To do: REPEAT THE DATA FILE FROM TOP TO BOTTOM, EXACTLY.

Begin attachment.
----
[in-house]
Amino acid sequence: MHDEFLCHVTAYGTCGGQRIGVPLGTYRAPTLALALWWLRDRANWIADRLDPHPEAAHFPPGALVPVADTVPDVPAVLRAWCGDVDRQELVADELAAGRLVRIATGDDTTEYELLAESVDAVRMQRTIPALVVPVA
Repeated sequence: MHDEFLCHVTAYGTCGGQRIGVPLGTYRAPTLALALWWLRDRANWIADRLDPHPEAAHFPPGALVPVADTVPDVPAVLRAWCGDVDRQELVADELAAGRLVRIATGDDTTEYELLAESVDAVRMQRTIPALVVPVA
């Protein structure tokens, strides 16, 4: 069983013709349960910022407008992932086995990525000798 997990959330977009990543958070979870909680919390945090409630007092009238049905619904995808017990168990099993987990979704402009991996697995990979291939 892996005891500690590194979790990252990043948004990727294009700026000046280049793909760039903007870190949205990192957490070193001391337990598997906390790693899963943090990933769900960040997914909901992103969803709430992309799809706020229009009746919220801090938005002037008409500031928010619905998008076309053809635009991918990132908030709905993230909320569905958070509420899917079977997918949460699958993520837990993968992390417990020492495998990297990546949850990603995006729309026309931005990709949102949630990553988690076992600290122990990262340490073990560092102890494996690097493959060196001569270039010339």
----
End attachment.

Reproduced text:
[in-house]
Amino acid sequence: MHDEFLCHVTAYGTCGGQRIGVPLGTYRAPTLALALWWLRDRANWIADRLDPHPEAAHFPPGALVPVADTVPDVPAVLRAWCGDVDRQELVADELAAGRLVRIATGDDTTEYELLAESVDAVRMQRTIPALVVPVA
Repeated sequence: MHDEFLCHVTAYGTCGGQRIGVPLGTYRAPTLALALWWLRDRANWIADRLDPHPEAAHFPPGALVPVADTVPDVPAVLRAWCGDVDRQELVADELAAGRLVRIATGDDTTEYELLAESVDAVRMQRTIPALVVPVA
């Protein structure tokens, strides 16, 4: 069983013709349960910022407008992932086995990525000798 997990959330977009990543958070979870909680919390945090409630007092009238049905619904995808017990168990099993987990979704402009991996697995990979291939 892996005891500690590194979790990252990043948004990727294009700026000046280049793909760039903007870190949205990192957490070193001391337990598997906390790693899963943090990933769900960040997914909901992103969803709430992309799809706020229009009746919220801090938005002037008409500031928010619905998008076309053809635009991918990132908030709905993230909320569905958070509420899917079977997918949460699958993520837990993968992390417990020492495998990297990546949850990603995006729309026309931005990709949102949630990553988690076992600290122990990262340490073990560092102890494996690097493959060196001569270039010339």